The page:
Lawmakers will hear public testimony Friday on a bill that would make the Transportation Department reconsider the corrosive effect of the salt spray its using to melt ice and snow on Connecticut’s roadways.
Most agree the combination of salts the DOT has been spraying state roads with has been highly effective in keeping highways clear of ice. However, Rep. Pamela Sawyer, R-Bolton, said the “super salt” is also highly corrosive to vehicles and infrastructure.
“The problem is that it causes a lot of rust, we’ve heard a lot of complaints about rust on brake lines. Mechanics are saying they’re replacing brake lines every three years as opposed to every eight or 10,” Sawyer said.
The bill, which will have a public hearing in the Transportation Committee Friday, would require the department to study the rust issue and report back to lawmakers next year with ideas for alternatives or ways to mitigate the corrosion.
Sawyer said she is also concerned about the effect the solution may be having on Connecticut’s aging bridges, which she said the state has not allocated adequate resources to maintain.
“Oh, and by the way, we’re salting them. It’s just causing a much faster deterioration, not only on the top but as you go down into the metal substructure of the bridges they’re rusting out much faster,” she said.
Michael J. Riley, president of Motor Transport Association of Connecticut, said the salt has improved the conditions of the roads but it’s also caused significant damage to trucks.
“These substances have corroded electrical components, deteriorated brake parts and even caused corrosion on the main frame of many vehicles. The problems created by these chemicals are well documented and have become an additional burdensome cost of doing business. And, they may well have compromised the safety of the motoring public,” Riley said in a prepared statement.
Riley said some truckers are questioning how the substances will impact the metal used in bridges and other types of transportation infrastructure.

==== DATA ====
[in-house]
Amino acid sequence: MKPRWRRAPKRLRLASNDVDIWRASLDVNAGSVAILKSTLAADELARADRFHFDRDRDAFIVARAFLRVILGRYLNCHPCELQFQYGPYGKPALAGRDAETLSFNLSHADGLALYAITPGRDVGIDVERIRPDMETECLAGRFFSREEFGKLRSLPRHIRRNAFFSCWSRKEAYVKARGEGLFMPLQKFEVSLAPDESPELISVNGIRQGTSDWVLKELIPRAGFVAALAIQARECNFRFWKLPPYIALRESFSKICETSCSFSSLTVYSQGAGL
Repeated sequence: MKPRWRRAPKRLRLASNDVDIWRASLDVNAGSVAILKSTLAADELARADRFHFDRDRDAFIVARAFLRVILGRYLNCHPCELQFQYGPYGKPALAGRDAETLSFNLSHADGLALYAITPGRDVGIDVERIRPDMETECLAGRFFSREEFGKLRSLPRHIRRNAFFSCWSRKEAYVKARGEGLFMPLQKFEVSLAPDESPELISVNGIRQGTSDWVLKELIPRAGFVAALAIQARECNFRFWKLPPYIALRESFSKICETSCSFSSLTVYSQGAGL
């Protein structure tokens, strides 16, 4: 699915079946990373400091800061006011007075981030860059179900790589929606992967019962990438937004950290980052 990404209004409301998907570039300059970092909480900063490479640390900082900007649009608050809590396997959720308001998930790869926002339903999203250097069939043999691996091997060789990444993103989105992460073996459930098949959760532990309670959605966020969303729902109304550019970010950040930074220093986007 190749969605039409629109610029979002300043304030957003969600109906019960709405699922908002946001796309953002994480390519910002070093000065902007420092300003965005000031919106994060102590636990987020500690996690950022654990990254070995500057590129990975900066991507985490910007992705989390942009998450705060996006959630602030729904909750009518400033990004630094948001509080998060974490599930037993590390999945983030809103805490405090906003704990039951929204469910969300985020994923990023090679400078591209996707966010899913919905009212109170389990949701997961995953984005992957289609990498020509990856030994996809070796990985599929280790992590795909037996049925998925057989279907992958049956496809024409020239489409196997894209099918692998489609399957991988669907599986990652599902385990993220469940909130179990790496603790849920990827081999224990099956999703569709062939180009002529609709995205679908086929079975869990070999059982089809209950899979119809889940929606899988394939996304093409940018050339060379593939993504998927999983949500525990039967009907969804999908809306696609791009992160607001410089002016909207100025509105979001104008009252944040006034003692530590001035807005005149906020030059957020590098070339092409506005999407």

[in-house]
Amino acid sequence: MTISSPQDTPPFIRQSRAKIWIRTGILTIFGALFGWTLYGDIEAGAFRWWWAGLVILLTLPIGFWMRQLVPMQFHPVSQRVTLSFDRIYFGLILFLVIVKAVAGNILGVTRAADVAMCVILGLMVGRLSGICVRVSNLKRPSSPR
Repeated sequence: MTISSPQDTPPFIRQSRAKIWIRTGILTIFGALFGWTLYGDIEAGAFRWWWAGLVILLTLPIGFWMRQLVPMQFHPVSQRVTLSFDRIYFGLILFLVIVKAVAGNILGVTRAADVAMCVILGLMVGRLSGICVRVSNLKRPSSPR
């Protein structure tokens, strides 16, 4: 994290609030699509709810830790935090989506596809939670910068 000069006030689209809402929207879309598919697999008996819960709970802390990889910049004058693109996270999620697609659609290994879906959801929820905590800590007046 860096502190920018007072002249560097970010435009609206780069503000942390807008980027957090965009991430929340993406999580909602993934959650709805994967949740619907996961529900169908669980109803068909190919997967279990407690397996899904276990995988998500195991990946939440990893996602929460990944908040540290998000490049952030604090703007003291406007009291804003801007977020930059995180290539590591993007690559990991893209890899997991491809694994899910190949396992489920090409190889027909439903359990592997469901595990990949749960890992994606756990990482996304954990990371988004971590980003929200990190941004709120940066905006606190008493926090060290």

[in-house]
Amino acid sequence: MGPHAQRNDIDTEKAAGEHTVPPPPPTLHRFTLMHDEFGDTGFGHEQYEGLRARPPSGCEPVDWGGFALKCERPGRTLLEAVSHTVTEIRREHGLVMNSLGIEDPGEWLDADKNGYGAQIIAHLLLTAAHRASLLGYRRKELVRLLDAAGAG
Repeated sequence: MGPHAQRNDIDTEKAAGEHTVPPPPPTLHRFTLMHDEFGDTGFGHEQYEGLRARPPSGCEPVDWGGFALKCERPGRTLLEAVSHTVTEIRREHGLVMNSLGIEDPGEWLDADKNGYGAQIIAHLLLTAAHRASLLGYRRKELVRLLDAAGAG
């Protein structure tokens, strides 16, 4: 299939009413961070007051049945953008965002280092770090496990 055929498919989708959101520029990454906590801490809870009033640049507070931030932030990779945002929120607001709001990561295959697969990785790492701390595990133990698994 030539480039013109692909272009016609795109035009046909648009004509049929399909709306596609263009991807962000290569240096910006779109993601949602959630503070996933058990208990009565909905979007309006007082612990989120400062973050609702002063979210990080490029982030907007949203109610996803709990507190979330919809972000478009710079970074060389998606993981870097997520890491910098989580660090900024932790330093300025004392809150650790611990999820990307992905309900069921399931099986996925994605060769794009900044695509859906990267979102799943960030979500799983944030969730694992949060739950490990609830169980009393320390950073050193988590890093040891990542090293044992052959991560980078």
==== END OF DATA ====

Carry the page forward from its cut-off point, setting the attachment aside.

Writing to Riley last month, Transportation Commissioner James Redeker said his department’s primary responsibility was to maintain the 5,700 miles of roads in Connecticut and has chosen the most efficient and cost-effective ways to do that. He said the salt the department uses also has less environmental impact than some of the alternatives.
“Consequences of road treatments are always a concern for the department, and we work to balance those consequences carefully, putting safety of the motoring public first. There is currently not an alternative application that works with any amount of effectiveness that is not corrosive,” Redeker wrote.
Redeker said the department has experimented with corrosion inhibitors and its experiences “were not positive.” He said the inhibitors did not noticeably reduce corrosion on the department’s equipment but received complaints sent to the Department of Energy and Environmental Protection regarding the inhibitors’ impact on oxygen levels in water.
Riley said the truckers association was disappointed in Redeker’s response because other states use substances to mitigate the corrosion.
Sawyer said states like Maine and Colorado have begun using rust inhibitors because they have recognized the high cost of corrosion on their cars and bridges.
“Connecticut has to get very serious and come up with solutions,” she said.